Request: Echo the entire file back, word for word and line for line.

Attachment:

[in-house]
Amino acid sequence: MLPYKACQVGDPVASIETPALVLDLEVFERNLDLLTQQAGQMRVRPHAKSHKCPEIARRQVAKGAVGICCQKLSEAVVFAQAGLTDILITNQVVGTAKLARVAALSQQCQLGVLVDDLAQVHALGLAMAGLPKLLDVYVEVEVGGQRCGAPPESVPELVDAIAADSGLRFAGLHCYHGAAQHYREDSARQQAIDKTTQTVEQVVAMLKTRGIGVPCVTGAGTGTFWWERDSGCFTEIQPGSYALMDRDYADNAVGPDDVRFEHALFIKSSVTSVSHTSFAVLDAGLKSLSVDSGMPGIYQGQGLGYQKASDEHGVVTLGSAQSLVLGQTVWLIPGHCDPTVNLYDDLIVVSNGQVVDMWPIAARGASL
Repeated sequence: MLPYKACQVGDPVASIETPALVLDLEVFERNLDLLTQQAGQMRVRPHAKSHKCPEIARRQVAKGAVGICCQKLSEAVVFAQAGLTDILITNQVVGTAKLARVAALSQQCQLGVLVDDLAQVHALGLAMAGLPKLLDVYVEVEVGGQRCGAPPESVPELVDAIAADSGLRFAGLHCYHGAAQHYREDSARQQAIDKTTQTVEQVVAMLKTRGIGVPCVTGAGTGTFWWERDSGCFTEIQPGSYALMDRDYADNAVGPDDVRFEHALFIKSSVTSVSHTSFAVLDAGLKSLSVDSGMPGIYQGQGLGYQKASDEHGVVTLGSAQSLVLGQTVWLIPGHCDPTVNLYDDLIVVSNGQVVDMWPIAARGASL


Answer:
[in-house]
Amino acid sequence: MLPYKACQVGDPVASIETPALVLDLEVFERNLDLLTQQAGQMRVRPHAKSHKCPEIARRQVAKGAVGICCQKLSEAVVFAQAGLTDILITNQVVGTAKLARVAALSQQCQLGVLVDDLAQVHALGLAMAGLPKLLDVYVEVEVGGQRCGAPPESVPELVDAIAADSGLRFAGLHCYHGAAQHYREDSARQQAIDKTTQTVEQVVAMLKTRGIGVPCVTGAGTGTFWWERDSGCFTEIQPGSYALMDRDYADNAVGPDDVRFEHALFIKSSVTSVSHTSFAVLDAGLKSLSVDSGMPGIYQGQGLGYQKASDEHGVVTLGSAQSLVLGQTVWLIPGHCDPTVNLYDDLIVVSNGQVVDMWPIAARGASL
Repeated sequence: MLPYKACQVGDPVASIETPALVLDLEVFERNLDLLTQQAGQMRVRPHAKSHKCPEIARRQVAKGAVGICCQKLSEAVVFAQAGLTDILITNQVVGTAKLARVAALSQQCQLGVLVDDLAQVHALGLAMAGLPKLLDVYVEVEVGGQRCGAPPESVPELVDAIAADSGLRFAGLHCYHGAAQHYREDSARQQAIDKTTQTVEQVVAMLKTRGIGVPCVTGAGTGTFWWERDSGCFTEIQPGSYALMDRDYADNAVGPDDVRFEHALFIKSSVTSVSHTSFAVLDAGLKSLSVDSGMPGIYQGQGLGYQKASDEHGVVTLGSAQSLVLGQTVWLIPGHCDPTVNLYDDLIVVSNGQVVDMWPIAARGASL